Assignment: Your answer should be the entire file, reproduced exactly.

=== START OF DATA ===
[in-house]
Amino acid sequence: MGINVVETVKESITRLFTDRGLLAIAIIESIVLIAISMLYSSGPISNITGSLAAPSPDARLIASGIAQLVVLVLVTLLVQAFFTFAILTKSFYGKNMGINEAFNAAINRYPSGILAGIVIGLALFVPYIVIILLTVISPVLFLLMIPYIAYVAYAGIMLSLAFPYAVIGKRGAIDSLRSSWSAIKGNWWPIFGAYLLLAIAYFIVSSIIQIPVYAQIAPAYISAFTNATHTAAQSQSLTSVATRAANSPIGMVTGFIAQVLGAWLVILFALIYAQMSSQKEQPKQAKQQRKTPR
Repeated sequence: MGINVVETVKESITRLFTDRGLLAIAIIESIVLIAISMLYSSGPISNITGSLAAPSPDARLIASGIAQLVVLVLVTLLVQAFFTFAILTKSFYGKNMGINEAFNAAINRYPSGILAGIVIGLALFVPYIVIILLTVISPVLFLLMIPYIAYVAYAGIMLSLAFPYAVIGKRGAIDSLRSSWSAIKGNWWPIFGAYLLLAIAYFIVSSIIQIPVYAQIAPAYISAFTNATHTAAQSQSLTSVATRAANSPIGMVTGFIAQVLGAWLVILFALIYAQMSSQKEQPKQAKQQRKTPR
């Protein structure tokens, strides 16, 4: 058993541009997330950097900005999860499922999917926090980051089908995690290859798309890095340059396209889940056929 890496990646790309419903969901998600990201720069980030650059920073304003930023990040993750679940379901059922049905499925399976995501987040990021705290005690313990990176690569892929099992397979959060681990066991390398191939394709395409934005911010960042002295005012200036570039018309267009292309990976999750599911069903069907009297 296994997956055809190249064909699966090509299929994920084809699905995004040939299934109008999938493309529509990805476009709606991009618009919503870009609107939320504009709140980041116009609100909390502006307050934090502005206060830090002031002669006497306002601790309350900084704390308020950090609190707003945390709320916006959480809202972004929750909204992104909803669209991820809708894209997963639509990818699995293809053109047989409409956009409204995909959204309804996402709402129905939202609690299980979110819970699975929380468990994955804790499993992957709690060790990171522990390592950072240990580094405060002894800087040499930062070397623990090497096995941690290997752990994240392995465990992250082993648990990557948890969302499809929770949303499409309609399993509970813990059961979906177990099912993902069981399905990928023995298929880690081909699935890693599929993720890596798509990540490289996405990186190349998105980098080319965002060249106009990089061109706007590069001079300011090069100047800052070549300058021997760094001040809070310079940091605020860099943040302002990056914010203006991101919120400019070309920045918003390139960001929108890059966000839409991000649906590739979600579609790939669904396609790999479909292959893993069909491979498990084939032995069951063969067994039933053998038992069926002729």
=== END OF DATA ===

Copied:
[in-house]
Amino acid sequence: MGINVVETVKESITRLFTDRGLLAIAIIESIVLIAISMLYSSGPISNITGSLAAPSPDARLIASGIAQLVVLVLVTLLVQAFFTFAILTKSFYGKNMGINEAFNAAINRYPSGILAGIVIGLALFVPYIVIILLTVISPVLFLLMIPYIAYVAYAGIMLSLAFPYAVIGKRGAIDSLRSSWSAIKGNWWPIFGAYLLLAIAYFIVSSIIQIPVYAQIAPAYISAFTNATHTAAQSQSLTSVATRAANSPIGMVTGFIAQVLGAWLVILFALIYAQMSSQKEQPKQAKQQRKTPR
Repeated sequence: MGINVVETVKESITRLFTDRGLLAIAIIESIVLIAISMLYSSGPISNITGSLAAPSPDARLIASGIAQLVVLVLVTLLVQAFFTFAILTKSFYGKNMGINEAFNAAINRYPSGILAGIVIGLALFVPYIVIILLTVISPVLFLLMIPYIAYVAYAGIMLSLAFPYAVIGKRGAIDSLRSSWSAIKGNWWPIFGAYLLLAIAYFIVSSIIQIPVYAQIAPAYISAFTNATHTAAQSQSLTSVATRAANSPIGMVTGFIAQVLGAWLVILFALIYAQMSSQKEQPKQAKQQRKTPR
């Protein structure tokens, strides 16, 4: 058993541009997330950097900005999860499922999917926090980051089908995690290859798309890095340059396209889940056929 890496990646790309419903969901998600990201720069980030650059920073304003930023990040993750679940379901059922049905499925399976995501987040990021705290005690313990990176690569892929099992397979959060681990066991390398191939394709395409934005911010960042002295005012200036570039018309267009292309990976999750599911069903069907009297 296994997956055809190249064909699966090509299929994920084809699905995004040939299934109008999938493309529509990805476009709606991009618009919503870009609107939320504009709140980041116009609100909390502006307050934090502005206060830090002031002669006497306002601790309350900084704390308020950090609190707003945390709320916006959480809202972004929750909204992104909803669209991820809708894209997963639509990818699995293809053109047989409409956009409204995909959204309804996402709402129905939202609690299980979110819970699975929380468990994955804790499993992957709690060790990171522990390592950072240990580094405060002894800087040499930062070397623990090497096995941690290997752990994240392995465990992250082993648990990557948890969302499809929770949303499409309609399993509970813990059961979906177990099912993902069981399905990928023995298929880690081909699935890693599929993720890596798509990540490289996405990186190349998105980098080319965002060249106009990089061109706007590069001079300011090069100047800052070549300058021997760094001040809070310079940091605020860099943040302002990056914010203006991101919120400019070309920045918003390139960001929108890059966000839409991000649906590739979600579609790939669904396609790999479909292959893993069909491979498990084939032995069951063969067994039933053998038992069926002729």